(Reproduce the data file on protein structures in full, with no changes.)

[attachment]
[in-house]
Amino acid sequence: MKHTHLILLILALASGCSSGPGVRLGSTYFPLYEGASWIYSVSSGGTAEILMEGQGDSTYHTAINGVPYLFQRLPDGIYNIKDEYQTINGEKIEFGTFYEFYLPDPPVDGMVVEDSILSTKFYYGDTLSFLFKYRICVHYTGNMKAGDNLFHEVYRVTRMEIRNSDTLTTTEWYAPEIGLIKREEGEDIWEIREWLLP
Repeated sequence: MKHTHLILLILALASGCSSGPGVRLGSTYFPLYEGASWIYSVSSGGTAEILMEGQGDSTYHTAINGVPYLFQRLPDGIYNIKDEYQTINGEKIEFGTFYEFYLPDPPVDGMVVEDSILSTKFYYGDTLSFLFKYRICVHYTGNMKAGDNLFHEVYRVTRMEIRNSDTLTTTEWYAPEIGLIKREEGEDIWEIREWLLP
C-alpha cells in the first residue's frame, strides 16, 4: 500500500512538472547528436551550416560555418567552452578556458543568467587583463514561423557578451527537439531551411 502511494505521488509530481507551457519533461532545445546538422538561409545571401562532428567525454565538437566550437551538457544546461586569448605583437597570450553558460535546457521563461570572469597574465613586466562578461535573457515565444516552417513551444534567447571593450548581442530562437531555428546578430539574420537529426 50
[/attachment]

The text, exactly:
[in-house]
Amino acid sequence: MKHTHLILLILALASGCSSGPGVRLGSTYFPLYEGASWIYSVSSGGTAEILMEGQGDSTYHTAINGVPYLFQRLPDGIYNIKDEYQTINGEKIEFGTFYEFYLPDPPVDGMVVEDSILSTKFYYGDTLSFLFKYRICVHYTGNMKAGDNLFHEVYRVTRMEIRNSDTLTTTEWYAPEIGLIKREEGEDIWEIREWLLP
Repeated sequence: MKHTHLILLILALASGCSSGPGVRLGSTYFPLYEGASWIYSVSSGGTAEILMEGQGDSTYHTAINGVPYLFQRLPDGIYNIKDEYQTINGEKIEFGTFYEFYLPDPPVDGMVVEDSILSTKFYYGDTLSFLFKYRICVHYTGNMKAGDNLFHEVYRVTRMEIRNSDTLTTTEWYAPEIGLIKREEGEDIWEIREWLLP
C-alpha cells in the first residue's frame, strides 16, 4: 500500500512538472547528436551550416560555418567552452578556458543568467587583463514561423557578451527537439531551411 502511494505521488509530481507551457519533461532545445546538422538561409545571401562532428567525454565538437566550437551538457544546461586569448605583437597570450553558460535546457521563461570572469597574465613586466562578461535573457515565444516552417513551444534567447571593450548581442530562437531555428546578430539574420537529426 50